Site peddles government surplus
- By Dibya Sarkar
- Oct 26, 2000
When Georgia found itself with seven truckloads of surplus copy paper,
it turned to an Internet auction company that deals with excess.
With an online network of 100,000 traders scattered across about 100
countries, Washington, D.C.-based Liquidation.com facilitated the sale of
Georgia's 144 pallets of surplus paper. Originally valued at about $134,000,
the paper fetched nearly $42,000 — a higher price than what Georgia hoped
to get, company spokesman Hunter Hoffman said.
Liquidation.com, a marketplace for buying and selling surplus business-to-business
goods, is trying to expand into the government arena. The company, Hoffman
said, is negotiating contracts with three other states and the federal government,
and is pursuing municipalities, too.
"Surplus as a separate [revenue] entity is still being largely overlooked.
[Governments are] looking at millions of dollars of unrealized money that
can go back to the taxpayer," Hoffman said.
He said Liquidation.com has thousands of traders worldwide, giving sellers
a better return. But the company also offers assurances. For instance, the
company only lists qualified buyers and sellers that register with the site.
Buyers can request a sample of the product and inspect it before making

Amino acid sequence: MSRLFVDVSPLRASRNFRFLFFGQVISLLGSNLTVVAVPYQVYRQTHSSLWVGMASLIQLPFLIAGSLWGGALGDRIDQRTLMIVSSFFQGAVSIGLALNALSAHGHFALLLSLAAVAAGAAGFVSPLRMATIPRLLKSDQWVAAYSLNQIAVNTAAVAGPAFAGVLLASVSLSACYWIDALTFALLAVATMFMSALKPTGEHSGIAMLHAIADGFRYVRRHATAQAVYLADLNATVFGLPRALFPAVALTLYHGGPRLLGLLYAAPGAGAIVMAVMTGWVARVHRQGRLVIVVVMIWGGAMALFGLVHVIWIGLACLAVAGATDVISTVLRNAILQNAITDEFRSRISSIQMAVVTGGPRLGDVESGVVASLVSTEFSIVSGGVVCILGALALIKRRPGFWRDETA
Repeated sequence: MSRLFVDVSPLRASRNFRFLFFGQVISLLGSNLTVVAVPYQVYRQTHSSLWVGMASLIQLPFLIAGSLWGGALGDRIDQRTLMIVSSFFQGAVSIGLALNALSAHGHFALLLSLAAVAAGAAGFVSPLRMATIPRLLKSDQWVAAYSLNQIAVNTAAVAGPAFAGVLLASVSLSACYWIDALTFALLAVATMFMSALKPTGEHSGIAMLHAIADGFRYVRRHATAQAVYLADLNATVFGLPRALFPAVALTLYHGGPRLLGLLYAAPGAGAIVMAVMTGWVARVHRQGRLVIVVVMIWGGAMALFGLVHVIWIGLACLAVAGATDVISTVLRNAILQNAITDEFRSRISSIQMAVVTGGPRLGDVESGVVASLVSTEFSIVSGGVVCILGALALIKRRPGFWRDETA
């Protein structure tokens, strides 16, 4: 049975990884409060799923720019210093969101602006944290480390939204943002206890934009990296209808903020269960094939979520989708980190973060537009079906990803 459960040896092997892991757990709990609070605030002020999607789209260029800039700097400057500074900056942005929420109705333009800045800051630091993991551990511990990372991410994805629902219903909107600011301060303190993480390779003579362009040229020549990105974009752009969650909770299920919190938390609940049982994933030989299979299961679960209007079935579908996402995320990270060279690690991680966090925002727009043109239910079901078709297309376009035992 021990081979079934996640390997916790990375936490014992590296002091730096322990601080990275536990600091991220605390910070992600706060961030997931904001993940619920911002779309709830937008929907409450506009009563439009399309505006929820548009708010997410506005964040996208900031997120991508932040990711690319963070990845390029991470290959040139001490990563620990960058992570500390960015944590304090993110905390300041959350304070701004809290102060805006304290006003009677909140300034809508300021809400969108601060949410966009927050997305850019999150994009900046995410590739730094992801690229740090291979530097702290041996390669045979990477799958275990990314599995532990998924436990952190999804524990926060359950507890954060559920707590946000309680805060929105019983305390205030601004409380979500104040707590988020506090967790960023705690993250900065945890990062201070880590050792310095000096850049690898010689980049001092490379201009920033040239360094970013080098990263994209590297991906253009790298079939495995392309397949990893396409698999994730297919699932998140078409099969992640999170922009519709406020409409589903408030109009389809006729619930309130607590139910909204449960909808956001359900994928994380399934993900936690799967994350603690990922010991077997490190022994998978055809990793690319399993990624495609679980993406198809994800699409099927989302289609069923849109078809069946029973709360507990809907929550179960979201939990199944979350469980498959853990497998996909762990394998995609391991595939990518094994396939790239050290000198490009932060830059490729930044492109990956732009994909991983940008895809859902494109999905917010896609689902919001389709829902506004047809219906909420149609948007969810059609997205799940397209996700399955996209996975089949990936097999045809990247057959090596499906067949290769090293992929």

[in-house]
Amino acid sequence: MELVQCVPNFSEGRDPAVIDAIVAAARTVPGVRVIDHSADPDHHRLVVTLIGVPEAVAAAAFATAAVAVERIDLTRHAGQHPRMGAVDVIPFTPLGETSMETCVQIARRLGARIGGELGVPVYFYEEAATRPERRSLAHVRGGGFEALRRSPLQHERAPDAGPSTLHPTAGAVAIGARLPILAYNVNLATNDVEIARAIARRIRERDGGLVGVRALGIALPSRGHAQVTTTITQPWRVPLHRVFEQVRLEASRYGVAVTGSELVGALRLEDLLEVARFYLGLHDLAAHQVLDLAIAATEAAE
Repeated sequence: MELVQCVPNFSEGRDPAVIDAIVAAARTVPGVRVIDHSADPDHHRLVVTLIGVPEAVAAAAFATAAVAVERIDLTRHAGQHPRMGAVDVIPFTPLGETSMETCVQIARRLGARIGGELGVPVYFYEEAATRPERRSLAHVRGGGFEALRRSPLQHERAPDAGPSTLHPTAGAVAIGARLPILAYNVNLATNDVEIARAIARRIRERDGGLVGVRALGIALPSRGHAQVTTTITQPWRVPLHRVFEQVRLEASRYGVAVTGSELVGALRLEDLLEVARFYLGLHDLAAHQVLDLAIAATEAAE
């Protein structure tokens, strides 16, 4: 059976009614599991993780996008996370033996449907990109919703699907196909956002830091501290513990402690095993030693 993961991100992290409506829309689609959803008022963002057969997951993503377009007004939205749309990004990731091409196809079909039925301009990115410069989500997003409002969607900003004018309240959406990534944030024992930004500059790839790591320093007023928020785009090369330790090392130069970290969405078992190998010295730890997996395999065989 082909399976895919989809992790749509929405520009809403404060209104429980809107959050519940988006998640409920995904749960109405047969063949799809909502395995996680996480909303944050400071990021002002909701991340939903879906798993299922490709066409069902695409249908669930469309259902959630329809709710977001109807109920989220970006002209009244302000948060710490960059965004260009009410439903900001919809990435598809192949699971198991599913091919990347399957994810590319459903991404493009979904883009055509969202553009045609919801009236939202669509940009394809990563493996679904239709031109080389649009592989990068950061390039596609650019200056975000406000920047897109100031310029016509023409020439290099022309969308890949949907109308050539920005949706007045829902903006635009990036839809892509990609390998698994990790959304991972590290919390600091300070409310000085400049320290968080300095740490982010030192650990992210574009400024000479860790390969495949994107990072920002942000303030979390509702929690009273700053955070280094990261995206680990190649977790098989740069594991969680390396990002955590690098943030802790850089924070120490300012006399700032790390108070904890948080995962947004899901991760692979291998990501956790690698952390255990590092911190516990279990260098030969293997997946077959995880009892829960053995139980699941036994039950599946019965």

a bid. And Liquidation.com also facilitates shipping for the seller to the
buyer that can be tracked through the World Wide Web.
Before a sale is completed, a buyer has 48 hours to inspect the surplus
merchandise. In the meantime, Liquidation.com holds the buyer's money in
escrow before the buyer authorizes its release to the seller.
The company charges a 10 percent fee for all successful transactions,
Hoffman said. For example, in the Georgia deal, Liquidation.com received
about $4,200, which was deducted from the $42,000.
Hoffman said the company wants to present itself as a "business service
provider" whereby its software is integrated with a client's electronic
procurement system. Instead of the client contacting Liquidation.com each
time it has a surplus item it wants to sell, he said the software would
automatically showcase the item after it is designated as surplus.